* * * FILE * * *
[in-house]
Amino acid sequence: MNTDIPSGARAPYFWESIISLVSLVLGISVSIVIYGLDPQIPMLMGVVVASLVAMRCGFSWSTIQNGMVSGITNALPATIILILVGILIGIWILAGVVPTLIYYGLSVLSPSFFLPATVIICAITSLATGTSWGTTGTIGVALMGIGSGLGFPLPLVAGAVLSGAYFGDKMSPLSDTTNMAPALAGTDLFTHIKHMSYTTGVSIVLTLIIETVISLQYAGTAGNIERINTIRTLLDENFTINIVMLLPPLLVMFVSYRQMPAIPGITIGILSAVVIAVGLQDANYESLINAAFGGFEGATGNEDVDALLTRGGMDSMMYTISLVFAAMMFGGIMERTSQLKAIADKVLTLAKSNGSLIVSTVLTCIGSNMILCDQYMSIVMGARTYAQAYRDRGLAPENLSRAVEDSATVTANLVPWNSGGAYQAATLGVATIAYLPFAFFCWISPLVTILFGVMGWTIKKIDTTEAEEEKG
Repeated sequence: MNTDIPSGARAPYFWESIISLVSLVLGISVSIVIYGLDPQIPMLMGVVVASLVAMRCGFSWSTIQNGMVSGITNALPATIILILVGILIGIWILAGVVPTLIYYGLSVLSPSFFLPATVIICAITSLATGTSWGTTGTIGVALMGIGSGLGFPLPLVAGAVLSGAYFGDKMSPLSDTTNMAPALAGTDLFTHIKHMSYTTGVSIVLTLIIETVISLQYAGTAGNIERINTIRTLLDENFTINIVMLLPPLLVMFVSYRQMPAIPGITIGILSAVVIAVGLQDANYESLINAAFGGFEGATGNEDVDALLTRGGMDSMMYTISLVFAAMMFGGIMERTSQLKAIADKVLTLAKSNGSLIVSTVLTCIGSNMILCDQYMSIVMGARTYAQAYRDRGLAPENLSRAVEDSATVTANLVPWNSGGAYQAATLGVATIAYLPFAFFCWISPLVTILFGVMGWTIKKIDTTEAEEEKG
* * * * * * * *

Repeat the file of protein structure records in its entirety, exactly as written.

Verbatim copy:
[in-house]
Amino acid sequence: MNTDIPSGARAPYFWESIISLVSLVLGISVSIVIYGLDPQIPMLMGVVVASLVAMRCGFSWSTIQNGMVSGITNALPATIILILVGILIGIWILAGVVPTLIYYGLSVLSPSFFLPATVIICAITSLATGTSWGTTGTIGVALMGIGSGLGFPLPLVAGAVLSGAYFGDKMSPLSDTTNMAPALAGTDLFTHIKHMSYTTGVSIVLTLIIETVISLQYAGTAGNIERINTIRTLLDENFTINIVMLLPPLLVMFVSYRQMPAIPGITIGILSAVVIAVGLQDANYESLINAAFGGFEGATGNEDVDALLTRGGMDSMMYTISLVFAAMMFGGIMERTSQLKAIADKVLTLAKSNGSLIVSTVLTCIGSNMILCDQYMSIVMGARTYAQAYRDRGLAPENLSRAVEDSATVTANLVPWNSGGAYQAATLGVATIAYLPFAFFCWISPLVTILFGVMGWTIKKIDTTEAEEEKG
Repeated sequence: MNTDIPSGARAPYFWESIISLVSLVLGISVSIVIYGLDPQIPMLMGVVVASLVAMRCGFSWSTIQNGMVSGITNALPATIILILVGILIGIWILAGVVPTLIYYGLSVLSPSFFLPATVIICAITSLATGTSWGTTGTIGVALMGIGSGLGFPLPLVAGAVLSGAYFGDKMSPLSDTTNMAPALAGTDLFTHIKHMSYTTGVSIVLTLIIETVISLQYAGTAGNIERINTIRTLLDENFTINIVMLLPPLLVMFVSYRQMPAIPGITIGILSAVVIAVGLQDANYESLINAAFGGFEGATGNEDVDALLTRGGMDSMMYTISLVFAAMMFGGIMERTSQLKAIADKVLTLAKSNGSLIVSTVLTCIGSNMILCDQYMSIVMGARTYAQAYRDRGLAPENLSRAVEDSATVTANLVPWNSGGAYQAATLGVATIAYLPFAFFCWISPLVTILFGVMGWTIKKIDTTEAEEEKG